Scientists developing coding systems to read animals’ facial expressions

Click to play video: 'Alberta researchers look at animals’ facial expressions to better understand their emotions'
Alberta researchers look at animals’ facial expressions to better understand their emotions
WATCH ABOVE: Have you ever looked at your pet and wondered, 'what are you thinking?' Well, researchers at the University of Alberta have studied animals' facial expressions to try and better understand their emotions and as Emily Mertz explains, this work could lead to a smartphone app – Jul 12, 2017

*EDITOR’S NOTE: The research was carried out at Massey University in New Zealand. The University of Alberta shared the article since Guesgan was a postdoctoral fellow there last year. She completed her PhD in 2015.

How often have you looked at your pet and wondered: “What are you thinking?”

Researchers hope coding systems of animals’ facial cues will help humans better understand their non-human counterparts.

“The biggest challenge in animal emotion research in general is trying to figure out how they feel when they can’t tell you,” Mirjam Guesgan said. “With people, we can just ask them. But with animals, we have to look at all these other outward expressions of an internal state. One of them is facial expression.”

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The findings may even lead to a smartphone app that would read the faces of pets and livestock and relay their feelings.

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“I think a lot of dog owners already intuitively say: ‘My dog is smiling’ or ‘I can tell when my dog is upset’ so an app would be a fun way to get people to better understand the animals that they live with everyday.”

Guesgan completed her PhD in Animal Welfare at the University of Alberta in March. During her year of study, facial expressions were a hot topic in terms of understanding how animals are feeling.

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“Just like in people, we can read an animal’s emotion on their face. I became interested from a welfare aspect. We really want to know how animals are feeling, both the good and the bad, so we can make sure the conditions they’re living in are ultimately good.”

The coding system will track how different facial features change when an animal feels a particular emotion. It looks at cues like squinting an eye, pursing lips and laying ears back.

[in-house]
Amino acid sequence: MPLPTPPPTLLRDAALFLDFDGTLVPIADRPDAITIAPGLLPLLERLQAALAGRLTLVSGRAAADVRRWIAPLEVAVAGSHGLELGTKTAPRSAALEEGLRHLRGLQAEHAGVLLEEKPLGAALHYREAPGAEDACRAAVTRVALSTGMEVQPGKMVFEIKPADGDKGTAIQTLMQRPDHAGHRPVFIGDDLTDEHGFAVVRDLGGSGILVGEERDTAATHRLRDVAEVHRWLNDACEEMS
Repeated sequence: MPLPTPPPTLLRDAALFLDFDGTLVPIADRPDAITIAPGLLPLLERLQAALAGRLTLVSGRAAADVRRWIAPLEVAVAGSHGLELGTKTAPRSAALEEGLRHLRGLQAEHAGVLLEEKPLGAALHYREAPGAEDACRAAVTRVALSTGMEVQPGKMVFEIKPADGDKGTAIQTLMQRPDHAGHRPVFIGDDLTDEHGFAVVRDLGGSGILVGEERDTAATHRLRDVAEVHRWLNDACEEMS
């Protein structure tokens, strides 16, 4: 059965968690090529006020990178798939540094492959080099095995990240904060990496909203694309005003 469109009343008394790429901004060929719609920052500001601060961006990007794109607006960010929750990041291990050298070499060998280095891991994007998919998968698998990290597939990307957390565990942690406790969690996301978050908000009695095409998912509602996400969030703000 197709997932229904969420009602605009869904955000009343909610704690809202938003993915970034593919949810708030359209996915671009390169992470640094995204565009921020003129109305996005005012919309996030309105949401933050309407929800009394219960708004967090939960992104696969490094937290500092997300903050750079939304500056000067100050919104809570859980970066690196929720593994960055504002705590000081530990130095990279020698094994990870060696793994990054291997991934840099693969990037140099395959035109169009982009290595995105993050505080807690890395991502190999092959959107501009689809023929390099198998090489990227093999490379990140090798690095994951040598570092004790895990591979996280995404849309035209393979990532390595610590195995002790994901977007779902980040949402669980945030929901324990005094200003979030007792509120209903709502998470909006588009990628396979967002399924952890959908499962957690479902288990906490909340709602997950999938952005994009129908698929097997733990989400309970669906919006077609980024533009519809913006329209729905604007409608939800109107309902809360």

Researchers are trying to read more animal facial expressions. Credit: University of Alberta/Mirjam Guesgan

Most of the research so far as been focused on expressions of pain — or grimace scales.

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“Most animals that have been studied show the squinting of the eyes when they’re in pain,” Guesgan said. “A lot of them also show changes in their cheek features. So, depending on the animal, they’ll either puff out their cheeks or they’ll hollow in a little bit.

“A lot of times they’ll show tension in their mouths. If you think of a human pain face, there is quite a lot of overlap.”

Guesgan hopes the focus of study will expand to include more species.

“There’s been a focus on laboratory animals — rats, mice and rabbits — and then a bit of a focus on farm animals. Expanding it to companion animals could be really interesting and potentially also animals that are kept in a zoo environment. It would be really useful to understand how they’re feeling because there’s a big focus on enrichment and creating an environment that the animal is happy with.”

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She also hopes scientists will more closely examine positive feelings and expressions.

“Now we are actually finding that animals can experience positive emotions like joy or curiosity but we really need to put more effort into that side of the research.”

And, while she’d love to see a smartphone app developed, Guesgan admits it would take a coordinated effort from experts in a variety of fields.

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“The struggle with animals is… they might not necessarily sit perfectly still for you so you can get a nice, lined-up image of their face. [There are] all sorts of challenges. If you combine computer scientists and engineers with animal welfare scientists, you could have something really cool happen in terms of an app, potentially.”

Guesgan’s article originally appeared in The Conversation and was later shared on the University of Alberta’s website.

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